As the White House released a memorandum outlining President Obama’s strategy for promoting homosexuality globally, Secretary of State Hillary Clinton was busy hectoring the United Nations Human Rights Council in Geneva with the same discordant anthem. Speaking on behalf of the President, Clinton exhorted the UN body concerning the evils of “gay and lesbian discrimination,” reported the Associated Press, “declaring the U.S. will use foreign assistance as well as diplomacy to back its insistence that gay rights are fully equal to other basic human rights.”
Texas Congressman Ron Paul may soon have even more ammunition against American foreign aid. The White House has announced that it will use foreign aid to promote global rights for gays and lesbians.
Texas Representative Ron Paul's non-interventionist foreign policy has endeared him to many of those who love the advice of America's Founders. His message to "bring the troops home" from not just Iraq and Afghanistan, but also from Korea, Germany, and Japan, echoes George Washington's words in his farewell address where the first President advised, "It is our true policy to steer clear of permanent alliances with any portion of the foreign world."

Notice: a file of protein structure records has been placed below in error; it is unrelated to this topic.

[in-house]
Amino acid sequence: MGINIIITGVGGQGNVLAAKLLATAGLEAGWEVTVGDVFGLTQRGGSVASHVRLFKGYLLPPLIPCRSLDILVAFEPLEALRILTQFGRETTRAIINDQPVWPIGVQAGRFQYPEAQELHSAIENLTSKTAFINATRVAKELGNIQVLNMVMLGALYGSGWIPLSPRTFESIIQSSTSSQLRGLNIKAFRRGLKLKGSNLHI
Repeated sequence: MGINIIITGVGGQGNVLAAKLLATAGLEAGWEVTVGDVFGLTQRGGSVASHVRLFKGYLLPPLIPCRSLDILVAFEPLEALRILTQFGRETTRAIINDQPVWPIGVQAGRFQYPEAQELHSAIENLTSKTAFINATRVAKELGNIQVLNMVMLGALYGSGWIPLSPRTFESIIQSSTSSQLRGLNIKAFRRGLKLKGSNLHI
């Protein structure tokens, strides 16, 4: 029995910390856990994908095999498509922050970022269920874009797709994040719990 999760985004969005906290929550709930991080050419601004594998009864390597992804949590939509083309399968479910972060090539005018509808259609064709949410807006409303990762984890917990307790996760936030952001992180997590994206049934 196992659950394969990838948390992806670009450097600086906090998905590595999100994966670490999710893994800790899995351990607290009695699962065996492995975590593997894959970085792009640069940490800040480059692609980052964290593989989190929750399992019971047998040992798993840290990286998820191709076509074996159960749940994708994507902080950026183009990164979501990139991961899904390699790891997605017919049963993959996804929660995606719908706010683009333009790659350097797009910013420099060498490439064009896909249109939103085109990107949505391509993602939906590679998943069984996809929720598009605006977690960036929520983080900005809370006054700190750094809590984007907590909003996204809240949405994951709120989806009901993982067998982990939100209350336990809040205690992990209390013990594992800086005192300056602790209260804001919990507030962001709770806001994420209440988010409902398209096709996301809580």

GOP presidential contender Herman Cain told the Milwaukee Journal Sentinel in an interview that he had requested that Henry Kissinger, former Secretary of State, serve once again as Secretary of State in a hypothetical Cain administration. Though Kissinger apparently rejected Cain’s offer, the maneuver raises a number of questions regarding Cain’s conservatism.
Except for dissent from Representative Ron Paul of Texas and (to a lesser extent) former Utah Governor Jon Huntsman, the Republican presidential candidates blazed their way in a November 12 debate toward foreign policies where the United States would engage in two new Middle Eastern wars against Syria and Iran, re-institute the Bush Administration torture policy, abolish trials for terror suspects, and allow unlimited presidential assassinations.